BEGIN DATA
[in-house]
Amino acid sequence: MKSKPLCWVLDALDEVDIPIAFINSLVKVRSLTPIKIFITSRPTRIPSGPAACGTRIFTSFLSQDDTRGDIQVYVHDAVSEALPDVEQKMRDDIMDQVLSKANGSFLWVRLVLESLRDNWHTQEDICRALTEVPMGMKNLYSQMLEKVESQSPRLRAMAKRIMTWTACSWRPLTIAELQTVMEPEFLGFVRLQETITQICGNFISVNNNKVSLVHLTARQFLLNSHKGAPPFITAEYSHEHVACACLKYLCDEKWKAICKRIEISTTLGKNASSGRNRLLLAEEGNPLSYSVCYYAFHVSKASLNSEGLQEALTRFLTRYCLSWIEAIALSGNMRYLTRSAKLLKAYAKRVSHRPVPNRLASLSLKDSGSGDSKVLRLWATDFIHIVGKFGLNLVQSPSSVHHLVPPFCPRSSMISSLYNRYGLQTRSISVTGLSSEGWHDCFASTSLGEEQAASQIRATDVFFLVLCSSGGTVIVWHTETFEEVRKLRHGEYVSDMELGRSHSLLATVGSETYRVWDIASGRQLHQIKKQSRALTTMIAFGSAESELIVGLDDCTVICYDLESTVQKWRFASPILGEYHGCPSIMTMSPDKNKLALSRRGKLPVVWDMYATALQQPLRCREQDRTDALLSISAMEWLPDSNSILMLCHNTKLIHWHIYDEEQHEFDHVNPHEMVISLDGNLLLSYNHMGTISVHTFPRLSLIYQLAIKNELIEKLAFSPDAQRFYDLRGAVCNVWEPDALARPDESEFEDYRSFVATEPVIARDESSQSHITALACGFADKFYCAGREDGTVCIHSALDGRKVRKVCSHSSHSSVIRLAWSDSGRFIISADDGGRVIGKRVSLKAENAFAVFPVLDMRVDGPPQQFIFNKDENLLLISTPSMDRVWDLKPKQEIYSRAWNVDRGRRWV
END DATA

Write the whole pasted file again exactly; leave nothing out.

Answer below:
[in-house]
Amino acid sequence: MKSKPLCWVLDALDEVDIPIAFINSLVKVRSLTPIKIFITSRPTRIPSGPAACGTRIFTSFLSQDDTRGDIQVYVHDAVSEALPDVEQKMRDDIMDQVLSKANGSFLWVRLVLESLRDNWHTQEDICRALTEVPMGMKNLYSQMLEKVESQSPRLRAMAKRIMTWTACSWRPLTIAELQTVMEPEFLGFVRLQETITQICGNFISVNNNKVSLVHLTARQFLLNSHKGAPPFITAEYSHEHVACACLKYLCDEKWKAICKRIEISTTLGKNASSGRNRLLLAEEGNPLSYSVCYYAFHVSKASLNSEGLQEALTRFLTRYCLSWIEAIALSGNMRYLTRSAKLLKAYAKRVSHRPVPNRLASLSLKDSGSGDSKVLRLWATDFIHIVGKFGLNLVQSPSSVHHLVPPFCPRSSMISSLYNRYGLQTRSISVTGLSSEGWHDCFASTSLGEEQAASQIRATDVFFLVLCSSGGTVIVWHTETFEEVRKLRHGEYVSDMELGRSHSLLATVGSETYRVWDIASGRQLHQIKKQSRALTTMIAFGSAESELIVGLDDCTVICYDLESTVQKWRFASPILGEYHGCPSIMTMSPDKNKLALSRRGKLPVVWDMYATALQQPLRCREQDRTDALLSISAMEWLPDSNSILMLCHNTKLIHWHIYDEEQHEFDHVNPHEMVISLDGNLLLSYNHMGTISVHTFPRLSLIYQLAIKNELIEKLAFSPDAQRFYDLRGAVCNVWEPDALARPDESEFEDYRSFVATEPVIARDESSQSHITALACGFADKFYCAGREDGTVCIHSALDGRKVRKVCSHSSHSSVIRLAWSDSGRFIISADDGGRVIGKRVSLKAENAFAVFPVLDMRVDGPPQQFIFNKDENLLLISTPSMDRVWDLKPKQEIYSRAWNVDRGRRWV